The RIBA has launched an international competition for an ‘architecturally outstanding’ £33 million faculty of arts at Warwick University in Coventry, England (Deadline: 27 October)
The two-stage competition invites ‘innovative and insightful teams with exceptional creative skills’ to draw up proposals for the new landmark building.
The Faculty of Arts Development will bring together eight University of Warwick humanities departments currently spread across two separate buildings.
University of Warwick, England
Source: Image by Steve Walton
Arts faculty chair and professor Simon Gilson said: ‘At the heart of the vision of the new humanities building is our desire to create a building that showcases the world-leading research and teaching in the arts faculty at the University of Warwick.
‘We are looking for a building that is open, inviting and flexible; a place that allows collaboration, creativity and innovation to flourish; that acts as a hub for public engagement in the humanities and creative arts; and that serves the entire university, its stakeholders and the public, by nurturing cultural value and creating partnerships at the regional, national and international level.’
The university, founded in 1965, occupies a 290ha campus on the edge of Coventry, with smaller satellite outposts in London and nearby Wellesbourne. Its suburban campus is around 30 minutes by train from Birmingham and one hour from London, and hosts most of the university’s 24,000 students.
Source: Image by Rwendland
The new building will replace an existing car park on the campus near to the main library and students union, both designed by MJP Architects. Other key nearby structures include the Warwick Arts Centre – completed by Renton, Howard, Wood Associates in 1974, and Berman Guedes Stretton’s £10.4 million teaching and learning building.
BMJ Architects also completed a £4.2 million Centre for Mechanochemical Cell Biology (CMBC) at Warwick Medical School nearby four years ago.
The judging panel will select up to five shortlisted teams following an expressions of interest with pre-qualification questionnaire round. Each team will receive £7,500 to participate in the tender and design concept phase of the competition.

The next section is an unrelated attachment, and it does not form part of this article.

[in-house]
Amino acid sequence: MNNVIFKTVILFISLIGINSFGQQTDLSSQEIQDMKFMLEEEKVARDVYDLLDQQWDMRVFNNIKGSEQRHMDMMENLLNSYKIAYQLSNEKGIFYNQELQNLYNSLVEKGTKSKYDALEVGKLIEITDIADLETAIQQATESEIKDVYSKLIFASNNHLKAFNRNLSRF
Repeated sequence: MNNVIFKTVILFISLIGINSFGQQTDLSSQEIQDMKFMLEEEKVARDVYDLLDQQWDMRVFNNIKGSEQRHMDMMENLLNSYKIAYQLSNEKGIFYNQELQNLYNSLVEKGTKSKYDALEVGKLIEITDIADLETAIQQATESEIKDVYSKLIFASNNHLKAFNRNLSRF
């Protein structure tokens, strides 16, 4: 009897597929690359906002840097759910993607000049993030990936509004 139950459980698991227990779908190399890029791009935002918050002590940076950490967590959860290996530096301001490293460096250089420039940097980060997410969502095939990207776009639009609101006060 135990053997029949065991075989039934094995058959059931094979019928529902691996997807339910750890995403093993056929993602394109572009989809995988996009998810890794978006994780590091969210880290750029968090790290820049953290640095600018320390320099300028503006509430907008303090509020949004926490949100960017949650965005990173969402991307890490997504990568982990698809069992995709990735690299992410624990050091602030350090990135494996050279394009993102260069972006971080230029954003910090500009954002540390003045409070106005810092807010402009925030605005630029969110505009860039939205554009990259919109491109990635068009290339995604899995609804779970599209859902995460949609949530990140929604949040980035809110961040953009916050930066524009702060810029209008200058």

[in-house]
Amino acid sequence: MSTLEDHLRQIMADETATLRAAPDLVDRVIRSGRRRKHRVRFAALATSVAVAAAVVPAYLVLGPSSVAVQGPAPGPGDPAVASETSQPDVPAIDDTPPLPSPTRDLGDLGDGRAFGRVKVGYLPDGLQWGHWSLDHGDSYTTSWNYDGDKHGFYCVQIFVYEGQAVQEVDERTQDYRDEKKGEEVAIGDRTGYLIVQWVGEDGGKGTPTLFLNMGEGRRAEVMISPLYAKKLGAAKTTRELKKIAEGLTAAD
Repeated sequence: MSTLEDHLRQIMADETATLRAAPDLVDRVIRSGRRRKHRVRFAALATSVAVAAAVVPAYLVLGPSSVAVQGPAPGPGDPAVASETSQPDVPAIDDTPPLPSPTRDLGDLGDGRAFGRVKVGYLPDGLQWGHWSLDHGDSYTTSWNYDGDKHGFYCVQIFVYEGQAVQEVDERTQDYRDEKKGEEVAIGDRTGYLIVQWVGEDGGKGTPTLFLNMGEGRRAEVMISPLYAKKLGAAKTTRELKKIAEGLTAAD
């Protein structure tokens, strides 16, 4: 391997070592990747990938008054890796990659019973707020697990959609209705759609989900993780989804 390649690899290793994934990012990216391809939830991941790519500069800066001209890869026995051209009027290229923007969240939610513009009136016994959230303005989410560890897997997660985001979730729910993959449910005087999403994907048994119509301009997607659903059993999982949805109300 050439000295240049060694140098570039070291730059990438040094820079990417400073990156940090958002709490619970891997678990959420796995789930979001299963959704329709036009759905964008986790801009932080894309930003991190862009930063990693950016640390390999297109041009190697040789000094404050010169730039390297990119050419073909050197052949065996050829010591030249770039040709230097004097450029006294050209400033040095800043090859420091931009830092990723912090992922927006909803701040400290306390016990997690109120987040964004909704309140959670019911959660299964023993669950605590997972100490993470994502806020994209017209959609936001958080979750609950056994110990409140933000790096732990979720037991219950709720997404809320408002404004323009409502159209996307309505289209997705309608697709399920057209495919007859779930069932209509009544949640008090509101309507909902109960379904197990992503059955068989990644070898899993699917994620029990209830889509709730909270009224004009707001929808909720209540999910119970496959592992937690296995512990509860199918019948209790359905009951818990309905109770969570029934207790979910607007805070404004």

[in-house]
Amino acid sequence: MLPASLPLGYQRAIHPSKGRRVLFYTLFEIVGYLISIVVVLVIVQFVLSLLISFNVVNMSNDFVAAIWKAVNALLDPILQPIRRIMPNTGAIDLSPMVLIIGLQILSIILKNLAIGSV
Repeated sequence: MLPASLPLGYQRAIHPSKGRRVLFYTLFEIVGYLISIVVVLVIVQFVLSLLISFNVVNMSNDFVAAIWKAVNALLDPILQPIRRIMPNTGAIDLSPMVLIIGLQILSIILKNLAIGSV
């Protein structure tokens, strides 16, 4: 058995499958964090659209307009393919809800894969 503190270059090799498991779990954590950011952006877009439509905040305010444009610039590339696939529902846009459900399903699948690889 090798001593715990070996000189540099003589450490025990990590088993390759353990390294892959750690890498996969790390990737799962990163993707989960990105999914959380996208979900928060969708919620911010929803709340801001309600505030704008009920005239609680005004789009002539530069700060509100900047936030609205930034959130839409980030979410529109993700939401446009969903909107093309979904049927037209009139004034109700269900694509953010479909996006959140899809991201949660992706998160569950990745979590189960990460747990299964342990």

The panel will include RIBA adviser Cindy Walters of Walters & Cohen alongside leading departmental academics and members of the university’s senior leadership team.
The winning architect-led multidisciplinary design team, set to be announced on 1 February, will develop the scheme up to RIBA Stage 3 before moving to a client advisory role during construction.
How to apply
The deadline for applications is 2pm on 27 October
32 The Calls
Tel: 0113 203 1490
Visit the competition website for more information
Alison Richard Building case study: Q&A with Carol Lelliott
Nicholas Hare Architects partner Carol Lelliott discusses lessons learned designing a combined humanities facility for the University of Cambridge
How did the Alison Richard Building create a new high-quality environment for the School of Social Sciences and Humanities at the University of Cambridge?
The building acts as a gateway to the university’s main arts campus and derives its sense of distinction as an international research centre from its calm modernity and light filled interiors. The relatively narrow floorplates and high ceilings contribute to an uplifting quality that the building users particularly enjoy. The ground floor social spaces – including a popular café - enclose a sunlit garden court and extend the potential for collaborative interaction across the site.
The shape of the building enables each of the user groups to maintain a distinct identity by providing them with flexible space in a dedicated floor or wing. At the heart of the building an intimately scaled atrium visually links together clusters of seminar rooms and shared informal meeting areas and acts as an interactive hub for collaboration.
University of Cambridge, England
What issues are important when designing a flexible faculty intended to promote collaboration and innovation?
A through consultation process can both help create the culture of collaboration and also build the mutual trust that is needed for innovation. Discussion with the users enabled Nicholas Hare Architects to reduce the dedicated area allocations to each group and create a much richer variety – in scale and mood - of shared spaces. We were also able to make more efficient use of space, creating more open plan arrangements capable of being easily reconfigured for changes in learning and research patterns.
Movement within the building is key – creating a high degree of visibility and providing touchdown spaces around the central stair enhanced the potential for serendipitous meetings between users, visitors, staff and students. But most important of all is making a building that people want to spend time in… to maximise their potential exposure to one another.
University of Cambridge, England